Main Posting 45 (45%) – 50 (50%)

Answers all parts of the discussion question(s) expectations with reflective critical analysis and synthesis of knowledge gained from the course readings for the module and current credible sources.

 

Supported by at least three current, credible sources.

 

Written clearly and concisely with no grammatical or spelling errors and fully adheres to current APA manual writing rules and style.

40 (40%) – 44 (44%)

Responds to the discussion question(s) and is reflective with critical analysis and synthesis of knowledge gained from the course readings for the module.

 

At least 75% of post has exceptional depth and breadth.

 

Supported by at least three credible sources.

 

Written clearly and concisely with one or no grammatical or spelling errors and fully adheres to current APA manual writing rules and style.

35 (35%) – 39 (39%)

Responds to some of the discussion question(s).

 

One or two criteria are not addressed or are superficially addressed.

 

Is somewhat lacking reflection and critical analysis and synthesis.

 

Somewhat represents knowledge gained from the course readings for the module.

 

Post is cited with two credible sources.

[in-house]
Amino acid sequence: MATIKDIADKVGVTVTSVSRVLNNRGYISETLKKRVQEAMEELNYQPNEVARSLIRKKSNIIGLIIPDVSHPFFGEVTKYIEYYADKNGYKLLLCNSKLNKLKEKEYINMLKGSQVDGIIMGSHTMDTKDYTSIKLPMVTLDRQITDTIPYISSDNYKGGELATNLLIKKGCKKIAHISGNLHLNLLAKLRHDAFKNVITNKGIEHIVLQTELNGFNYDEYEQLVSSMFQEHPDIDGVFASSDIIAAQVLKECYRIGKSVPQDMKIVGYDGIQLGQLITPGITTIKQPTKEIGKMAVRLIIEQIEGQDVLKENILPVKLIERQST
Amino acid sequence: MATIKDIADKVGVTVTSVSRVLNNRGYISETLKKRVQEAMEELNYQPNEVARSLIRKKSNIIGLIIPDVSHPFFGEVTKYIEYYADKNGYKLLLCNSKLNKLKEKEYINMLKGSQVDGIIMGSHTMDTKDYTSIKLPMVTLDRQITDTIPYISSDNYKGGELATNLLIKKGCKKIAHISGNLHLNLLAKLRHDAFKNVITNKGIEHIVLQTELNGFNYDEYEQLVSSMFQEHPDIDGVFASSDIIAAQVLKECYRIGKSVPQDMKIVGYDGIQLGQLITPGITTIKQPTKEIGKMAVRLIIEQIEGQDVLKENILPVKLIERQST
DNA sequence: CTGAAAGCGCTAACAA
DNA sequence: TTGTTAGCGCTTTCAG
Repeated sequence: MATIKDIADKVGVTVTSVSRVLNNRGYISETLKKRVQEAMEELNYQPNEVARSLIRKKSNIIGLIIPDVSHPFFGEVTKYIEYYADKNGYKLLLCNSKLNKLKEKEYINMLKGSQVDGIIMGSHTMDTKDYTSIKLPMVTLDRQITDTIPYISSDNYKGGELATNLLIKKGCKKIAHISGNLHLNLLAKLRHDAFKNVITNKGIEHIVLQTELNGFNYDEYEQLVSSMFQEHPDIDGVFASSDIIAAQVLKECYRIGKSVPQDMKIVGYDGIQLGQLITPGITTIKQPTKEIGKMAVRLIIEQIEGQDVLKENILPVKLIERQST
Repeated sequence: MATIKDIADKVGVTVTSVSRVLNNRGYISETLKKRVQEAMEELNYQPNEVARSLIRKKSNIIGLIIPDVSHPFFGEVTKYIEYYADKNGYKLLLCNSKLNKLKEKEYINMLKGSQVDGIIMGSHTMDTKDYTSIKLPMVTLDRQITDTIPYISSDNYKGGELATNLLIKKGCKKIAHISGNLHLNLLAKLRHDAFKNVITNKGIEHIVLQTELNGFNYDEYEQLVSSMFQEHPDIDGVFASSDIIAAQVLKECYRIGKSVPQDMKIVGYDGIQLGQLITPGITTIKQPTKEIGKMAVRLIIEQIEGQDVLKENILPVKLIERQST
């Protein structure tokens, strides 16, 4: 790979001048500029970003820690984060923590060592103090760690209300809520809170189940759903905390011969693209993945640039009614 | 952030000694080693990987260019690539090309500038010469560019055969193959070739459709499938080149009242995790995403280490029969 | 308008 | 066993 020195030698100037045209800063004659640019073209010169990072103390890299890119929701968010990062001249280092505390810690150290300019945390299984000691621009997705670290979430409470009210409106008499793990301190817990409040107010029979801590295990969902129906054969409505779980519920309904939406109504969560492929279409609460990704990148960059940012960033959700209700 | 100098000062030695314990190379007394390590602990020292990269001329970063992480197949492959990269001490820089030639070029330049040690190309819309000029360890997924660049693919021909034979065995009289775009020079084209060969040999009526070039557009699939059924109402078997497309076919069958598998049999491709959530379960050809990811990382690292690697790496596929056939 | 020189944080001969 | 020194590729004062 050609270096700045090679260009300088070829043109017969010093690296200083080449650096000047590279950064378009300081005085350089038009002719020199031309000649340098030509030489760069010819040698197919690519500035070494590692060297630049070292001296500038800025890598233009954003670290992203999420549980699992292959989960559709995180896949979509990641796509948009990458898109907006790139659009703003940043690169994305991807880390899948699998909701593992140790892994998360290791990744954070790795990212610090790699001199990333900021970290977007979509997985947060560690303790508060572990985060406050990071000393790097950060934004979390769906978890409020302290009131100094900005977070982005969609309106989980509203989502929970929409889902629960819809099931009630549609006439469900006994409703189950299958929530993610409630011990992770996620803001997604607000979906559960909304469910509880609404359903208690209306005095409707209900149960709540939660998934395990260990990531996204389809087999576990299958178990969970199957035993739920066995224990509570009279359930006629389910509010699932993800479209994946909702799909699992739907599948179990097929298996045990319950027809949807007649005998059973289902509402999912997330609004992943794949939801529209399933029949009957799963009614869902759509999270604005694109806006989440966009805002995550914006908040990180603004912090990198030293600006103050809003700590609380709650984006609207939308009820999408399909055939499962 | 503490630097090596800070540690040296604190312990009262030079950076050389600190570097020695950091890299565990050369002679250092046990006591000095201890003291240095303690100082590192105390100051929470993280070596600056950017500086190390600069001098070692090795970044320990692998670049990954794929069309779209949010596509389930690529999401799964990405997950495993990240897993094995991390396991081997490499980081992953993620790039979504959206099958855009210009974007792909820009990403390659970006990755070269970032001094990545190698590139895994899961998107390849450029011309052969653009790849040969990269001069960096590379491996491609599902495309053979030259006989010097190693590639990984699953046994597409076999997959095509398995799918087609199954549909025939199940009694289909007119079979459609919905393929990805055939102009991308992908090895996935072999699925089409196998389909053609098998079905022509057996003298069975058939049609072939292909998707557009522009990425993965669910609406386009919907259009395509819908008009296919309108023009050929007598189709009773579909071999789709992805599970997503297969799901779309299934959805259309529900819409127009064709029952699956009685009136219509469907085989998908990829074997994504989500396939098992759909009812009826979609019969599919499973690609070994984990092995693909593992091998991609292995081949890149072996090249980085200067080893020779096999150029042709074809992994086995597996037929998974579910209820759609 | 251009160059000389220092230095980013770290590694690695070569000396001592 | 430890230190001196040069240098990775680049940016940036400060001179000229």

Written somewhat concisely; may contain more than two spelling or grammatical errors.

 

Contains some APA formatting errors.

0 (0%) – 34 (34%)

Does not respond to the discussion question(s) adequately.

 

Lacks depth or superficially addresses criteria.

 

Lacks reflection and critical analysis and synthesis.

 

Does not represent knowledge gained from the course readings for the module.

 

Contains only one or no credible sources.

 

Not written clearly or concisely.

 

Contains more than two spelling or grammatical errors.

 

Does not adhere to current APA manual writing rules and style.

Main Post: Timeliness 10 (10%) – 10 (10%)

Posts main post by day 3.

0 (0%) – 0 (0%) 0 (0%) – 0 (0%) 0 (0%) – 0 (0%)

Does not post by day 3.

First Response 17 (17%) – 18 (18%)

Response exhibits synthesis, critical thinking, and application to practice settings.

 

Responds fully to questions posed by faculty.

 

Provides clear, concise opinions and ideas that are supported by at least two scholarly sources.

 

Demonstrates synthesis and understanding of learning objectives.

 

Communication is professional and respectful to colleagues.